# Is Eberlein-Smulian necessary to prove the fact that every bounded sequence of a Hilbert space has a weakly convergent subsequence?

The standard answer I have seen on stackexchange is something like this: Hilbert space is the dual of itself, so applying Banach-Alaoglu, we see that the bounded sequence is contained in a closed ball which is weakly compact. Thus the sequence contains a weakly convergent subsequence.

However, weak compactness does NOT necessarily imply sequential weak compactness. This turns out to be true, by the Eberlein-Smulian Theorem, which states thtat weak compactness and sequential weak compactness are equivalent for Banach spaces. My question is: Is there any proof of the fact not using Eberlein-Smulian? Otherwise the urban legend that you only need Banach-Alaoglu to show this fact needs to be corrected!

• So indeed it is NOT true that Banach-Alaoglu implies that a bounded sequence in a Hilbert space contains a weakly convergent subsequence, unless for example we can use Eberlein-Smulian or the metrization result given by Prahlad. – Prof.Q Oct 26 '15 at 18:56

It suffices to prove this for separable Hilbert spaces since we can restrict our attention to $\overline{L(x_n)}$ if $x_n$ is the given sequence.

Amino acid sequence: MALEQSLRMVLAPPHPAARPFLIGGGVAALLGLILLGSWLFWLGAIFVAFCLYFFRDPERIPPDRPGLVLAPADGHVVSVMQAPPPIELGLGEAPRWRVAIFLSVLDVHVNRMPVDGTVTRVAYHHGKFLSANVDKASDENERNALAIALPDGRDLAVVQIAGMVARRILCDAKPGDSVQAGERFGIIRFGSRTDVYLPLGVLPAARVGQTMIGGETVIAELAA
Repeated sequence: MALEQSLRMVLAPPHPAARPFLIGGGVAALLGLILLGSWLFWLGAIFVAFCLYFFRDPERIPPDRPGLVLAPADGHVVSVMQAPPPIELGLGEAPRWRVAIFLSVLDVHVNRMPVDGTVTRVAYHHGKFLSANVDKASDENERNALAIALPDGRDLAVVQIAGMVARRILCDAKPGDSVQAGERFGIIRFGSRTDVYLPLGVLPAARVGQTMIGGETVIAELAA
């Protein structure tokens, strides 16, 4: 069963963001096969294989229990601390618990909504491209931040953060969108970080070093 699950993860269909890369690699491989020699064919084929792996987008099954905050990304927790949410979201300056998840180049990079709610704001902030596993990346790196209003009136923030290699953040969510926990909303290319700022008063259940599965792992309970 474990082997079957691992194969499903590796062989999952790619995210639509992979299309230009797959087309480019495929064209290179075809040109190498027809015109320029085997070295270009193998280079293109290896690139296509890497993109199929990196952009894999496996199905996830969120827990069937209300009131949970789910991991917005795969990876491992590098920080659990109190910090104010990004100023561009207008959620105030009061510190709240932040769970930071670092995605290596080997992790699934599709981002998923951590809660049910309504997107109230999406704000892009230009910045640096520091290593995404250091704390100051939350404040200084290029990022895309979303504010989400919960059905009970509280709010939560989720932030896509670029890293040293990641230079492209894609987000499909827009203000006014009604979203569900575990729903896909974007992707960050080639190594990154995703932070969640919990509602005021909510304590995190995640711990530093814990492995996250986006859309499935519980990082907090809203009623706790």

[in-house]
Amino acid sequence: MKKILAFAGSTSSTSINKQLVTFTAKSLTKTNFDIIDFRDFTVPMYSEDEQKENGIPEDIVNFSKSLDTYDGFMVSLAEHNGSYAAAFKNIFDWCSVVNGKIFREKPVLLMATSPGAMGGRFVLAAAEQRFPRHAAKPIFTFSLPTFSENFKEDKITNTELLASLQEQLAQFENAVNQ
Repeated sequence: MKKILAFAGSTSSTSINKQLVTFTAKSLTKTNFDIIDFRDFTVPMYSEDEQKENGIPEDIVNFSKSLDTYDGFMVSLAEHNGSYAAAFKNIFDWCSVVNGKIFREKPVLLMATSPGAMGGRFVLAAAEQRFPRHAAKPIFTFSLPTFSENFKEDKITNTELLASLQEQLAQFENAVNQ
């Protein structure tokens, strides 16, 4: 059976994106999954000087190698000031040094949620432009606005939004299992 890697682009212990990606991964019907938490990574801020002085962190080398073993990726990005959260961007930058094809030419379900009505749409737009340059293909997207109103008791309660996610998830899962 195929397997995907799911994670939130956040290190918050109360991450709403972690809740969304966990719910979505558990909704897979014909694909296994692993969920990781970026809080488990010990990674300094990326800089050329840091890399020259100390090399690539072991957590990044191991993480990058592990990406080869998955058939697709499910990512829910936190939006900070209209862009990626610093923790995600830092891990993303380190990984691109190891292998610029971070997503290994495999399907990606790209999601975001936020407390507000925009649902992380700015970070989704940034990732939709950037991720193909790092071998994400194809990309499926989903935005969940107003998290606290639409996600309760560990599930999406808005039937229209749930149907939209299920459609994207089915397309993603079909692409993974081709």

Then we can do this completely by hand. Let $\{ e_j\}$ be an ONB. Since $\langle e_1, x_n\rangle$ is a bounded sequence of complex numbers, we can select a convergent subsequence, and then a sub-subsequence of this that makes $\langle e_2, x_n\rangle$ convergent etc. Then a diagonal argument produces a subsequence for which $\langle e_j, x_{n_k}\rangle$ converges for all $j$.

It's now easy to see that this sequence converges weakly (use one more time that $\|x_n\|\le C$).

• Thanks! Just to add one thing: for the last step we need to define a linear operator using the weak convergence, then invoke duality to show that the weak limit in fact exists. – Prof.Q Oct 26 '15 at 18:55
• Yes, that is right, what I wrote was rather sloppy. – user138530 Oct 26 '15 at 19:09

The result you are looking for is that, in a reflexive space, every bounded sequence has a weakly convergent subsequence. If I'm not mistaken, Eberlein-Smulian is the converse of that result (that this property characterizes reflexivity)

In your case, it is a culmination of two facts:

1. If $E$ is a separable Banach space, then closed unit ball $B^{\ast}$ in $E^{\ast}$ is metrizable in the weak-$\ast$ topology. In fact, if $\{x_n\}$ is a countable dense subset of $E$, then $$d(f,g) = \sum_{n=1}^{\infty} \frac{1}{2^n\|x_n\|}|(f-g)(x_n)|$$ defines a metric on $B^{\ast}$. It then takes some work to prove that this metric induces the weak-$\ast$ topology.

2. Now if $E$ is reflexive, then any closed subspace is also reflexive. Hence if $\{x_n\}$ is bounded, you can replace $E$ by the separable space $F = \overline{\text{span}\{x_n\}}$, and then apply (1).